Hoagland: US, Russia will continue to cooperate on Karabakh conflict settlement

Hoagland: US, Russia will continue to cooperate on Karabakh conflict settlement
  • Clock-gray 09:50
  • calendar-gray 10 May 2017

The US and Russia will continue to cooperate on the settlement of the Nagorno-Karabakh conflict, American Co-Chair of the OSCE Minsk Group Richard Hoagland said in an interview to the Voice of America, APA reported.  


“Regardless of the current state of relations between the US and Russia, I believe that these countries will continue to cooperate on the Nagorno-Karabakh conflict’s settlement. The close ties built between the co-chairing countries over the years allow me to state this,” said Hoagland, noting that the current state of relations between Washington and Moscow will not negatively affect the settlement process.


Moscow does not want war between Azerbaijan and Armenia in Nagorno-Karabakh, which is contrary to Russia’s interests and can destabilize the entire region, stressed the American co-chair.


According to the diplomat, despite the differences in the national interests of Russia and the US, as well as different approaches to the ongoing developments in the world, both countries can work jointly on the issues such as Nagorno-Karabakh, solve the problems together.  


The Nagorno-Karabakh conflict entered its modern phase when the Armenian SRR made territorial claims against the Azerbaijani SSR in 1988.


A fierce war broke out between Azerbaijan and Armenia over the Nagorno-Karabakh region of Azerbaijan. As a result of the war, Armenian armed forces occupied some 20 percent of Azerbaijani territory which includes Nagorno-Karabakh and seven adjacent districts (Lachin, Kalbajar, Aghdam, Fuzuli, Jabrayil, Gubadli and Zangilan), and over a million Azerbaijanis became refugees and internally displaced people.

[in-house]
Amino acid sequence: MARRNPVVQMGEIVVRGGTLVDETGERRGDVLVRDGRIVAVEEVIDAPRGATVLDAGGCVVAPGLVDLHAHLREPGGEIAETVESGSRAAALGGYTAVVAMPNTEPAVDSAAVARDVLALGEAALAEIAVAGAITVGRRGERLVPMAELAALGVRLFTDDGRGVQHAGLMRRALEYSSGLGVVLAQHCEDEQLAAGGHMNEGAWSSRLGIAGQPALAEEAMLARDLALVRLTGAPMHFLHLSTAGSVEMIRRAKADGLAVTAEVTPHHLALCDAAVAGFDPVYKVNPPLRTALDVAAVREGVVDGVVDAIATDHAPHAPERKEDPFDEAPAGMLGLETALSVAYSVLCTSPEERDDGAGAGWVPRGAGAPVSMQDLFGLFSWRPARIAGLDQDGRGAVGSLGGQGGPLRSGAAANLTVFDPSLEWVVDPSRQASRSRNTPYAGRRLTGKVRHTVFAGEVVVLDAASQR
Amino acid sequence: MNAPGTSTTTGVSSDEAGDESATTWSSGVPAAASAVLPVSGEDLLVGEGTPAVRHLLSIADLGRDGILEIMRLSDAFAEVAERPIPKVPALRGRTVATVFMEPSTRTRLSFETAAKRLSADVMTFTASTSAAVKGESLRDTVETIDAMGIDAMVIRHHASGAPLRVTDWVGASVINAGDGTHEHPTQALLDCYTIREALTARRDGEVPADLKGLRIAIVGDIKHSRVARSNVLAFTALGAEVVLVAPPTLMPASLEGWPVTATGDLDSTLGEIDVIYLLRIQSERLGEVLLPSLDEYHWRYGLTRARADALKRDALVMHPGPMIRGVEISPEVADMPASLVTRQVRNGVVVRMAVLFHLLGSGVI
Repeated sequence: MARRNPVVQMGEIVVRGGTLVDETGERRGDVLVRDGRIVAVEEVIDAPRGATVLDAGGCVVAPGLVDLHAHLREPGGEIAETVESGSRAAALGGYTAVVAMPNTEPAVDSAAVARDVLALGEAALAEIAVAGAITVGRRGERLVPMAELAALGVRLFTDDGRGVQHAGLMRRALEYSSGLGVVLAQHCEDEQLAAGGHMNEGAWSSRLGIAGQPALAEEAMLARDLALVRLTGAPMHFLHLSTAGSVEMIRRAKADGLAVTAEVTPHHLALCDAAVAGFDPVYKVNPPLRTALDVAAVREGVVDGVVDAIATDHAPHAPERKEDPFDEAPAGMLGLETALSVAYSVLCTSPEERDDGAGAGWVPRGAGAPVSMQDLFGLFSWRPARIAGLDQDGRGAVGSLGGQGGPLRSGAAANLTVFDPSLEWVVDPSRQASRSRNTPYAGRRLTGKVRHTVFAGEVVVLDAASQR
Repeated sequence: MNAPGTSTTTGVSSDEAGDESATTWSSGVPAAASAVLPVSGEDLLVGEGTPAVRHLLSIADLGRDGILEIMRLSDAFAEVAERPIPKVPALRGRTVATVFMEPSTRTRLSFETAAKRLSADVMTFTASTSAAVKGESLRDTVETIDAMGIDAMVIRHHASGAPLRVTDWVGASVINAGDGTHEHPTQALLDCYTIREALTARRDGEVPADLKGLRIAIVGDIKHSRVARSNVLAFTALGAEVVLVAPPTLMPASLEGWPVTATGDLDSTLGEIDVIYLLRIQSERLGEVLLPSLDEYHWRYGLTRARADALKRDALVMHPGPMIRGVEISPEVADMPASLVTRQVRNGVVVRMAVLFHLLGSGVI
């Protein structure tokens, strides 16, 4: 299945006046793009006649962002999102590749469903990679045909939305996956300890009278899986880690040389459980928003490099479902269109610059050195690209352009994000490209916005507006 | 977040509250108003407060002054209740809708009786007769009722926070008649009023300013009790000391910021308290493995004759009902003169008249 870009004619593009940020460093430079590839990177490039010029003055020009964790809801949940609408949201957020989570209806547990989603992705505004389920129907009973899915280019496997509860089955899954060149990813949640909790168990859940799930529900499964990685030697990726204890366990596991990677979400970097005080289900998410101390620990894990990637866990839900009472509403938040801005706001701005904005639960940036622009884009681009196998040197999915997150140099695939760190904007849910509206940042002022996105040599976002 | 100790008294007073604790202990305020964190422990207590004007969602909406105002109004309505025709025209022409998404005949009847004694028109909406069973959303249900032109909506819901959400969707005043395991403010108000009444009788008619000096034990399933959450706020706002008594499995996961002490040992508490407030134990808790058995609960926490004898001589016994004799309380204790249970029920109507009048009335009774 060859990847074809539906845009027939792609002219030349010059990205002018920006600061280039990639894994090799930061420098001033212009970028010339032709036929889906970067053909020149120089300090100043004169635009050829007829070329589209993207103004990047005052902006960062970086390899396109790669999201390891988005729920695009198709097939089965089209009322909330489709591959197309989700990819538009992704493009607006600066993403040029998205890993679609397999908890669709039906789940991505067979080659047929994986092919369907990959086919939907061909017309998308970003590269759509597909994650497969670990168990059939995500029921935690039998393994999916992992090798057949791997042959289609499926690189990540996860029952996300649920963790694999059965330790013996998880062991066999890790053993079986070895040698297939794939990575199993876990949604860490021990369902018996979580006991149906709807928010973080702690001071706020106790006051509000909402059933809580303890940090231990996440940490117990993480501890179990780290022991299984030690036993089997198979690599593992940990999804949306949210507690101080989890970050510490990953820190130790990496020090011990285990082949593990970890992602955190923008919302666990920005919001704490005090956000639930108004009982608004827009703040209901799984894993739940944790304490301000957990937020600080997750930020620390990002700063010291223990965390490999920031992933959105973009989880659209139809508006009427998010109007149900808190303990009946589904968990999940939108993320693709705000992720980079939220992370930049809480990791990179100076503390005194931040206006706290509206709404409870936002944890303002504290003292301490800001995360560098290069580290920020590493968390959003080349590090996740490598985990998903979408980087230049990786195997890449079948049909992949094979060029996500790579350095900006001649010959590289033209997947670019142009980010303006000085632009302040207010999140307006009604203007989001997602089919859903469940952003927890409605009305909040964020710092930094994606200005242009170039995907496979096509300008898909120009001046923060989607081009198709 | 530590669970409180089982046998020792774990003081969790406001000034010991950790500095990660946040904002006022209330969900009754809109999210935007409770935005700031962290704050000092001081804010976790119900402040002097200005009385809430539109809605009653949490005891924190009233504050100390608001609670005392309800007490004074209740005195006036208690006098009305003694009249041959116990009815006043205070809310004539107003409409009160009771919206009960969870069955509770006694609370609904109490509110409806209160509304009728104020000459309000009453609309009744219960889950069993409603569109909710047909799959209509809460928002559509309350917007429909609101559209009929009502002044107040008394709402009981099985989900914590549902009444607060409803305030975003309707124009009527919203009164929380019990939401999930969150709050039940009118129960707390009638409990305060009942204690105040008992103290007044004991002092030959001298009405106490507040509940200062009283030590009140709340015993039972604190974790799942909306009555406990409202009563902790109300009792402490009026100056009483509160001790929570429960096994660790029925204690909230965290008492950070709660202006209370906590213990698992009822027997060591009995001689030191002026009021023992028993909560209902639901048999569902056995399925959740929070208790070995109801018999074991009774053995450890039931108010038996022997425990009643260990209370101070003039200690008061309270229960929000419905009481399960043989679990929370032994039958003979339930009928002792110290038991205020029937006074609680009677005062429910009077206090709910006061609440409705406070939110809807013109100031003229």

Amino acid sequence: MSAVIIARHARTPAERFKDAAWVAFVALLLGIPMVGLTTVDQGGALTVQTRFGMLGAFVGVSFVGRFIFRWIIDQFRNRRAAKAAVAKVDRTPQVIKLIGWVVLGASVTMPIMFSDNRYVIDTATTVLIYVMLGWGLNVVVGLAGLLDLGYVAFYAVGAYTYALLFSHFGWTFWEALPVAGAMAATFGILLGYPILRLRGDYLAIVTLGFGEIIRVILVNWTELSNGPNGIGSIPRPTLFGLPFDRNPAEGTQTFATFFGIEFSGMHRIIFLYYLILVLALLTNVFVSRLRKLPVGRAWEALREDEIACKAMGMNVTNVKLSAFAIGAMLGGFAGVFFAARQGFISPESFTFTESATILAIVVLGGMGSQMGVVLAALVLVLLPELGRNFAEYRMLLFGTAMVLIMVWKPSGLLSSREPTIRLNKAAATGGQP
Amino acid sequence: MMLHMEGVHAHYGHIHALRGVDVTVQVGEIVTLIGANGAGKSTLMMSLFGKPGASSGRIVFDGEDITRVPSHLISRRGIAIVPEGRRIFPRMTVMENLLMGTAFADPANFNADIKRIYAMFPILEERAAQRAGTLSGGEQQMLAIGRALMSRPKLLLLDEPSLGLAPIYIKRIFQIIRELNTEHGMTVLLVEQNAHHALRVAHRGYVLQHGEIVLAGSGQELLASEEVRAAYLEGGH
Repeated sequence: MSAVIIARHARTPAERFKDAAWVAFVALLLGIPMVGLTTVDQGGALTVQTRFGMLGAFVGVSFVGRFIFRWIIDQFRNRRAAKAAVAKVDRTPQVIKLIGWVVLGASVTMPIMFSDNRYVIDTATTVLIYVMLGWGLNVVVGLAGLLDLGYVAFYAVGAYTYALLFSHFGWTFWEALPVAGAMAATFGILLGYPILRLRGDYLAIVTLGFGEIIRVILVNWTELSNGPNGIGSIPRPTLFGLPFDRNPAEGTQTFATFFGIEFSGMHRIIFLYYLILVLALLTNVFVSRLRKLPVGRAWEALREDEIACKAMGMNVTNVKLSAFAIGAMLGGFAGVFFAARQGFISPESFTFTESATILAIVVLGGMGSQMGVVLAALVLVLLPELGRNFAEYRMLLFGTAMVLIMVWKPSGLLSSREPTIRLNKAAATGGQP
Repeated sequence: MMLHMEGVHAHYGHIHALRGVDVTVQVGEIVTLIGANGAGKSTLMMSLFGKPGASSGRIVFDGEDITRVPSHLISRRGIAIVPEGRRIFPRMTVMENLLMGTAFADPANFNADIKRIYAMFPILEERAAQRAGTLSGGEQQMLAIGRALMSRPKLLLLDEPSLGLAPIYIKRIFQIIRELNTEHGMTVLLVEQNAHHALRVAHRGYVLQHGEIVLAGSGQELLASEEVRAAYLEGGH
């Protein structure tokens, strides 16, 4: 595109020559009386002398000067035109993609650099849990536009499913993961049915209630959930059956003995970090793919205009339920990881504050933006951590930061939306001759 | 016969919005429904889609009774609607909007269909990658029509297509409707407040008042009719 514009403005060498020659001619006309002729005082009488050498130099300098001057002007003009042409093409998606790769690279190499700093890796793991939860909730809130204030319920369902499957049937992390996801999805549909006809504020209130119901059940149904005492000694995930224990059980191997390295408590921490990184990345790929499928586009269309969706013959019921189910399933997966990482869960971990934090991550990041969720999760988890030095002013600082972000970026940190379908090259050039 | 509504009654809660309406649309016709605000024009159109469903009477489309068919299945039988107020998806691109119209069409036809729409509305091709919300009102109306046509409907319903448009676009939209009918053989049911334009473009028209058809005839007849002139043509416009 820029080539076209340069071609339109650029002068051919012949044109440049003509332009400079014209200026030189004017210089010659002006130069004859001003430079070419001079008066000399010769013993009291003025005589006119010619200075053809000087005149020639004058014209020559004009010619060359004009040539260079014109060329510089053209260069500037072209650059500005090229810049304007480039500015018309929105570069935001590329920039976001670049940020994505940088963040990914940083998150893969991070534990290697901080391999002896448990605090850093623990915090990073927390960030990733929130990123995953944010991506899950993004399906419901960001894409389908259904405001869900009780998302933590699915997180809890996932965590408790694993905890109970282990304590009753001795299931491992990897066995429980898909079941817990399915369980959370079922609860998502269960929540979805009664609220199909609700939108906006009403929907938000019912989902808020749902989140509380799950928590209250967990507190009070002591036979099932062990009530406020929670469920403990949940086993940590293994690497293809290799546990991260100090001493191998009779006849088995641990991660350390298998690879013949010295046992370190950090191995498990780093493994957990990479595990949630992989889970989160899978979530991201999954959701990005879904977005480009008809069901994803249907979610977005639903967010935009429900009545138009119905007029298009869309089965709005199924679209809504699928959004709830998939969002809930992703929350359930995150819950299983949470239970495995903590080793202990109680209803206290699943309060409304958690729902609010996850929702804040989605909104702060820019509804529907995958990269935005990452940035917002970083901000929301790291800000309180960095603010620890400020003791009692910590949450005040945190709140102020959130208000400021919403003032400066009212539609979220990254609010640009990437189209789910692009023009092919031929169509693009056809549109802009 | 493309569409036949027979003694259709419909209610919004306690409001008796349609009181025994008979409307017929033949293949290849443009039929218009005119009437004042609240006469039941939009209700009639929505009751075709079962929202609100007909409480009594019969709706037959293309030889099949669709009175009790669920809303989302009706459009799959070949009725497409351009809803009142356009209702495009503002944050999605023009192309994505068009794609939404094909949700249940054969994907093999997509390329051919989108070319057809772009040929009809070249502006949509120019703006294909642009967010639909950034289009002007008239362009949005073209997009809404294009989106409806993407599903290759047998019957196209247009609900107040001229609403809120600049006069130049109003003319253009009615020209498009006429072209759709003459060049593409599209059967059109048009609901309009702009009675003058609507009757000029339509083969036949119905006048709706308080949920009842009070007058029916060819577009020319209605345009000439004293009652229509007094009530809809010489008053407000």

The military operations finally came to an end when Azerbaijan and Armenia signed a ceasefire agreement in Bishkek in 1994.


Dealing with the settlement of the Nagorno-Karabakh conflict is the OSCE Minsk Group, which was created after the meeting of the CSCE (OSCE after the Budapest summit held in December 1994) Ministerial Council in Helsinki on 24 March 1992. The Group’s members include Azerbaijan, Armenia, Russia, the United States, France, Italy, Germany, Turkey, Belarus, Finland and Sweden.


Besides, the OSCE Minsk Group has a co-chairmanship institution, comprised of Russian, the US and French co-chairs, which began operating in 1996.  


Resolutions 822, 853, 874 and 884 of the UN Security Council, which were passed in short intervals in 1993, and other resolutions adopted by the UN General Assembly, PACE, OSCE, OIC, and other organizations require Armenia to unconditionally withdraw its troops from Nagorno-Karabakh. 

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